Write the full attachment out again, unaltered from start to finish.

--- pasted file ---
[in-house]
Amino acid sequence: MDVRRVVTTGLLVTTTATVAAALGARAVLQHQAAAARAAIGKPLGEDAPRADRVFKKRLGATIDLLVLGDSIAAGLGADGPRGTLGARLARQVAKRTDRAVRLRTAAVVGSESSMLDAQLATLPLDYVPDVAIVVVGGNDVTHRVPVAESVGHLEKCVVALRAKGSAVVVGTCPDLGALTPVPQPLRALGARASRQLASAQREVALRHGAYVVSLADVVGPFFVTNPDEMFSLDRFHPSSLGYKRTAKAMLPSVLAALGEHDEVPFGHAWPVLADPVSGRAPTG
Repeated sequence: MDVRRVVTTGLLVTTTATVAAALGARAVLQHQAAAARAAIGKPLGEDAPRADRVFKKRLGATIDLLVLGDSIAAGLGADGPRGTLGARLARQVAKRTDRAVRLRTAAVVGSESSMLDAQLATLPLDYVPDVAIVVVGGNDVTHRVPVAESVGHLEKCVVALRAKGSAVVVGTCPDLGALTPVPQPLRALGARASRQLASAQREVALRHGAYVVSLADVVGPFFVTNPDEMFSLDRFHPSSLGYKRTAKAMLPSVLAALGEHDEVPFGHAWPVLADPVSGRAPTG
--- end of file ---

[in-house]
Amino acid sequence: MDVRRVVTTGLLVTTTATVAAALGARAVLQHQAAAARAAIGKPLGEDAPRADRVFKKRLGATIDLLVLGDSIAAGLGADGPRGTLGARLARQVAKRTDRAVRLRTAAVVGSESSMLDAQLATLPLDYVPDVAIVVVGGNDVTHRVPVAESVGHLEKCVVALRAKGSAVVVGTCPDLGALTPVPQPLRALGARASRQLASAQREVALRHGAYVVSLADVVGPFFVTNPDEMFSLDRFHPSSLGYKRTAKAMLPSVLAALGEHDEVPFGHAWPVLADPVSGRAPTG
Repeated sequence: MDVRRVVTTGLLVTTTATVAAALGARAVLQHQAAAARAAIGKPLGEDAPRADRVFKKRLGATIDLLVLGDSIAAGLGADGPRGTLGARLARQVAKRTDRAVRLRTAAVVGSESSMLDAQLATLPLDYVPDVAIVVVGGNDVTHRVPVAESVGHLEKCVVALRAKGSAVVVGTCPDLGALTPVPQPLRALGARASRQLASAQREVALRHGAYVVSLADVVGPFFVTNPDEMFSLDRFHPSSLGYKRTAKAMLPSVLAALGEHDEVPFGHAWPVLADPVSGRAPTG